St. Louis Post-Dispatch
It is dangerous to meddle with heroes and myths. The Pentagon apparently decided to do just that, however. The specific meddling had to do with the appropriation of remains believed to be those of the late Lt. Michael Joseph Blassie.
Lt. Blassie, who grew up in St. Louis and graduated from St. Louis University High School, was an Air Force hero in the Vietnam War. He was shot down in his A-37 attack plane in May 1972. Since 1984, his remains apparently have been in the Tomb of the Unknowns in Arlington National Cemetery.
Remains initially believed to be Lt. Blassie's were found in October 1972 in a jungle battlefield and taken to a military mortuary in Saigon. Somewhere along the line Blassie's identification was either lost or discarded.
But Lt. Blassie's family members, who live in St. Louis, were told he was “killed in action – body not recovered.”
But internally the military continued to describe the remains as “believed to be” Lt. Blassie's. The young officer rested in that limbo for eight years, as pressure increased on the Pentagon to come up with an unknown to join the unknown veterans of World Wars I and II and Korea in the Tomb.
In 1980, an Army review board, for “unknown reasons,” renamed the bones X-26. According to a recent CBS report, Congress and then-President Ronald Reagan wanted the body of a fallen Vietnam warrior for the Tomb of the Unknowns. The bones of X-26 were reburied in 1984 with President Reagan officiating.
“The idea that a war that many people see as being founded on lies could be memorialized by a lie just stuck in my mind,” said CBS news reporter Vince Gonzales, when asked about his story.
Rep. William Clay, D-Mo. is right in saying that if the military misled Lt. Blassie's family by falsifying records of his remains, it acted without integrity. One might add that if the allegations are true, the Pentagon also acted without human decency.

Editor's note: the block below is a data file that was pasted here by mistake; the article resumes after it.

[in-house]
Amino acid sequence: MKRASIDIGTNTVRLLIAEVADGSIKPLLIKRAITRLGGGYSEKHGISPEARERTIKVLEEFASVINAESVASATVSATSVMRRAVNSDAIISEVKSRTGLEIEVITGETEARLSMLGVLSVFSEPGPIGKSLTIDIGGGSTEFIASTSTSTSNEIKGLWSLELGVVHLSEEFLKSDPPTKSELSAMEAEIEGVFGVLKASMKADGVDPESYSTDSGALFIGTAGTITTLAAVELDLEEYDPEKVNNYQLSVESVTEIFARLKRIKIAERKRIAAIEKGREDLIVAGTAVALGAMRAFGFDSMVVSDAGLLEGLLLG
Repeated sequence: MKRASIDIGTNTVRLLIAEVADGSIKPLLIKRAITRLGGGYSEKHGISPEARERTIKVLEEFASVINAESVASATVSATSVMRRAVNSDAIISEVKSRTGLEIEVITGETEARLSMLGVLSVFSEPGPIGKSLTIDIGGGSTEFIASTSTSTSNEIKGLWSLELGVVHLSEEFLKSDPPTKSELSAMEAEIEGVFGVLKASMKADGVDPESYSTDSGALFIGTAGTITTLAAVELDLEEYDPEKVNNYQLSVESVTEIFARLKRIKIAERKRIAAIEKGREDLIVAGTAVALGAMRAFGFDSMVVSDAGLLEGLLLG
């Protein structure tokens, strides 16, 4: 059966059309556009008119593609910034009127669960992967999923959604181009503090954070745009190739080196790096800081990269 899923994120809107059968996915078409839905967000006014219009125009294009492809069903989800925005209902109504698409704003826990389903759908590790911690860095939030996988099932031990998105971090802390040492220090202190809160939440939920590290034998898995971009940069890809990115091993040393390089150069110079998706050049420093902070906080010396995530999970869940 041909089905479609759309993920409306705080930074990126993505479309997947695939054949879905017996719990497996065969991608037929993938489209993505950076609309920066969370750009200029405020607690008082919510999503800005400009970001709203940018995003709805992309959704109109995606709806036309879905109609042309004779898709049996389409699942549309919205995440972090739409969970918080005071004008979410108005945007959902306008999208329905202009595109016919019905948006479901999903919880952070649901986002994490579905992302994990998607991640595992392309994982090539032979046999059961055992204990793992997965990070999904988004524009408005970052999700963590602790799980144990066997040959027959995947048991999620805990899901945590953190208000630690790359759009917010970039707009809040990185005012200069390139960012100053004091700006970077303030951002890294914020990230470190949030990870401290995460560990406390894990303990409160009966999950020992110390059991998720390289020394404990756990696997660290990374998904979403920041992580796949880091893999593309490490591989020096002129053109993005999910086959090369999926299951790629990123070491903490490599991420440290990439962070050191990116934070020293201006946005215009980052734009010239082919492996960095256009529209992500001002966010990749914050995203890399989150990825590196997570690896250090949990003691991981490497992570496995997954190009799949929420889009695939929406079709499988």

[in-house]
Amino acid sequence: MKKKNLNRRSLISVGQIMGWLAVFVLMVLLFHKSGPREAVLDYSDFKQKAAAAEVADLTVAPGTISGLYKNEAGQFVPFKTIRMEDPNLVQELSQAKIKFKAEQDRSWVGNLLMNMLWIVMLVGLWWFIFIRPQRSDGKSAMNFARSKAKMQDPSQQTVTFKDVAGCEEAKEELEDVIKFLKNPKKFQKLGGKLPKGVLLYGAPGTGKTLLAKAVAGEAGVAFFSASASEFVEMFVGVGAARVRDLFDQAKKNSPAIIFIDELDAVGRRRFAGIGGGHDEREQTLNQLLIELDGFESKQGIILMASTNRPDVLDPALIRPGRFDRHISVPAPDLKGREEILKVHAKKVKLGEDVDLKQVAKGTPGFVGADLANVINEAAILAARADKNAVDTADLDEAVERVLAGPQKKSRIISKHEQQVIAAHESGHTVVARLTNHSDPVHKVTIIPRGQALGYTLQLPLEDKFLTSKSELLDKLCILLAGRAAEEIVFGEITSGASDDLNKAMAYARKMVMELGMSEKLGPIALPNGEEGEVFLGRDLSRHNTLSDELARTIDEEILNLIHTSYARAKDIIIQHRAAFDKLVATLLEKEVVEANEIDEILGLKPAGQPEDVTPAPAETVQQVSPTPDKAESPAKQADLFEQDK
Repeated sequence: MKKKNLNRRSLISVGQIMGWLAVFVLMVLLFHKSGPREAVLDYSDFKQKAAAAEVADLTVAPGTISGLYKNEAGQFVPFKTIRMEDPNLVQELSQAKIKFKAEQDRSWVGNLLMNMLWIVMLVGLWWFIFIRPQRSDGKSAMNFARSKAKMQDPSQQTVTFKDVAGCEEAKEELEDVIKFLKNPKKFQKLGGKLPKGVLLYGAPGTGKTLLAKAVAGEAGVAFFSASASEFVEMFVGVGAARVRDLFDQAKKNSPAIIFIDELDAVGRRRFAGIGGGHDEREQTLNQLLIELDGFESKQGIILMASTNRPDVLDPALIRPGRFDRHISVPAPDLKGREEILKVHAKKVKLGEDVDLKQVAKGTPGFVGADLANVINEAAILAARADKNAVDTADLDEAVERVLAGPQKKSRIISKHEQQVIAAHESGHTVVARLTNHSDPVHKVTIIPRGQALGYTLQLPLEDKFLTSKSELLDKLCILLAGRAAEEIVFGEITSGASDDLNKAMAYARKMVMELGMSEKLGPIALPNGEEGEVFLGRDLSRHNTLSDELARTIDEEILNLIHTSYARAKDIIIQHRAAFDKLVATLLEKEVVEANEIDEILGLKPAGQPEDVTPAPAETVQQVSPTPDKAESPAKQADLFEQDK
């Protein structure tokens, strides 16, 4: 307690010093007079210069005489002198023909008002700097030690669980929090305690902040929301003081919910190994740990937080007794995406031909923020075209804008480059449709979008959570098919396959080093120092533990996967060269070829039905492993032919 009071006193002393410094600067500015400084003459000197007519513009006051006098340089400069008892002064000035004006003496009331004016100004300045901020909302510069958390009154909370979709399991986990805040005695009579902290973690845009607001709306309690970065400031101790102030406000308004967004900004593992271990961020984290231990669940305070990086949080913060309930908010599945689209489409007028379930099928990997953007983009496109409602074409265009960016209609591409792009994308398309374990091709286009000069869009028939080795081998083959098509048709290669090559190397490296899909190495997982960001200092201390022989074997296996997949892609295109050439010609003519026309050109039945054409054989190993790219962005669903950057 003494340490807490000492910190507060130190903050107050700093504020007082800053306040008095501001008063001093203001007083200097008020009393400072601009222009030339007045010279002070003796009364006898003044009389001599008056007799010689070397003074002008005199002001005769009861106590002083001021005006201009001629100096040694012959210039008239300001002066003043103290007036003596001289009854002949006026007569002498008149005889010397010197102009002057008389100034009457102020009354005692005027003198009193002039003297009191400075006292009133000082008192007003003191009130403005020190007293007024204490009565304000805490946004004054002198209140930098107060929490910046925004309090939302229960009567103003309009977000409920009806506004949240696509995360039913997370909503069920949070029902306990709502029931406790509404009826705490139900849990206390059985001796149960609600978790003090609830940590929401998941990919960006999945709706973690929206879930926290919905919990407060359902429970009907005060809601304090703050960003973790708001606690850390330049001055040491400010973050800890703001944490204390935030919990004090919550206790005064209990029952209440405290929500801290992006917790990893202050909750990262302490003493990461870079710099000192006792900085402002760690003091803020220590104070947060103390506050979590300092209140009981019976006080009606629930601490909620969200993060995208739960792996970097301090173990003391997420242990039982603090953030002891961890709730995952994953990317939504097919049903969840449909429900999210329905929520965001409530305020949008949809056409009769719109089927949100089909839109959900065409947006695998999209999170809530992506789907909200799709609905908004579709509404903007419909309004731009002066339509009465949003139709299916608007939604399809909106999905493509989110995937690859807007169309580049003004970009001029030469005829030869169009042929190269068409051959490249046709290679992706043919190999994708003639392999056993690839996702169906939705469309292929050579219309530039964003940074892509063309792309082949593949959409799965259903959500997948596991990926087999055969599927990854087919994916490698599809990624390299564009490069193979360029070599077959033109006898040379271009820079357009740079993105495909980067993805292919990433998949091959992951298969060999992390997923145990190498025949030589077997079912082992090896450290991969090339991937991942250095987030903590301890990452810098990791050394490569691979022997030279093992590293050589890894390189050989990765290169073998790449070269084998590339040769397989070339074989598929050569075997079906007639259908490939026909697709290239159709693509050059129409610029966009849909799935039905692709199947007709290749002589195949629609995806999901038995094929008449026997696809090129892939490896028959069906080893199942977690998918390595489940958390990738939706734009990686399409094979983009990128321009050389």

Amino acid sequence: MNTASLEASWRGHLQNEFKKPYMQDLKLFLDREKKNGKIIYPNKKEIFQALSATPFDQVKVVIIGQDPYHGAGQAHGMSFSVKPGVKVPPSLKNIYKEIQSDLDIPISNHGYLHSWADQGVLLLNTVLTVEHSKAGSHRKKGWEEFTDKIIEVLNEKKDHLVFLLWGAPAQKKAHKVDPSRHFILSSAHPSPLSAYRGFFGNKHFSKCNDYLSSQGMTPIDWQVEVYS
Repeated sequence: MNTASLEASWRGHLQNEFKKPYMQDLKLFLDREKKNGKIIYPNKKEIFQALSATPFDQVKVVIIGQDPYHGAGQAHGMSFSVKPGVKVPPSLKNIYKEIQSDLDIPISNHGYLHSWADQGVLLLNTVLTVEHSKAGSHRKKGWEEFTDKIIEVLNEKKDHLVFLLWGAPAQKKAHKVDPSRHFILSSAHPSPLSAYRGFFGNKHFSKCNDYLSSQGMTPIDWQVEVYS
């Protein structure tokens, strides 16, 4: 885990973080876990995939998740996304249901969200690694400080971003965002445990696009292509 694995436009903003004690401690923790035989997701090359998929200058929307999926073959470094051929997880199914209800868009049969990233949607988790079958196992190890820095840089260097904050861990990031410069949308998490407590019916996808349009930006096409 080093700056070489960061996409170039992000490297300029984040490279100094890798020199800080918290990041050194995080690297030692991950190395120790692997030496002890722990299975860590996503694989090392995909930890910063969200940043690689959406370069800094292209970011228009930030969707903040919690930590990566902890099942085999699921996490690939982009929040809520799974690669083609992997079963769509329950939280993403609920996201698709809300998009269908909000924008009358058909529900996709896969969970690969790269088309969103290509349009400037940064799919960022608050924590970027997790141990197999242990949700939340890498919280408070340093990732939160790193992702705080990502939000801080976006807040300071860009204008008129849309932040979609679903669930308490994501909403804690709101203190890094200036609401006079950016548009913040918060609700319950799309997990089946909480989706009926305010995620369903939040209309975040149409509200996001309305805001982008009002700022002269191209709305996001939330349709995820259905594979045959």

Lt. Blassie's family wants to bring the remains home to Jefferson Barracks National Cemetery, where a plot and a headstone await. A sister said the family “wants to bring Michael home and put him to rest. That's what any family would want.” That is what any family of a fallen hero deserves.
Pentagon officials' obfuscatory response has been that they want to keep this business just between them and God.
Some might argue that leaving Michael Joseph Blassie's remains in the Tomb of the Unknowns would serve the higher purposes of patriotism. The truth is, his burial there perpetuates the deception visited on America by its government.
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Michael Robert Patterson was born in Arlington and is the son of a former officer of the US Army. So it was no wonder that sooner or later his interests drew him to American history and especially to American military history. Many of his articles can be found on renowned portals like the New York Times, Washingtonpost or Wikipedia.
Reviewed by: Michael Howard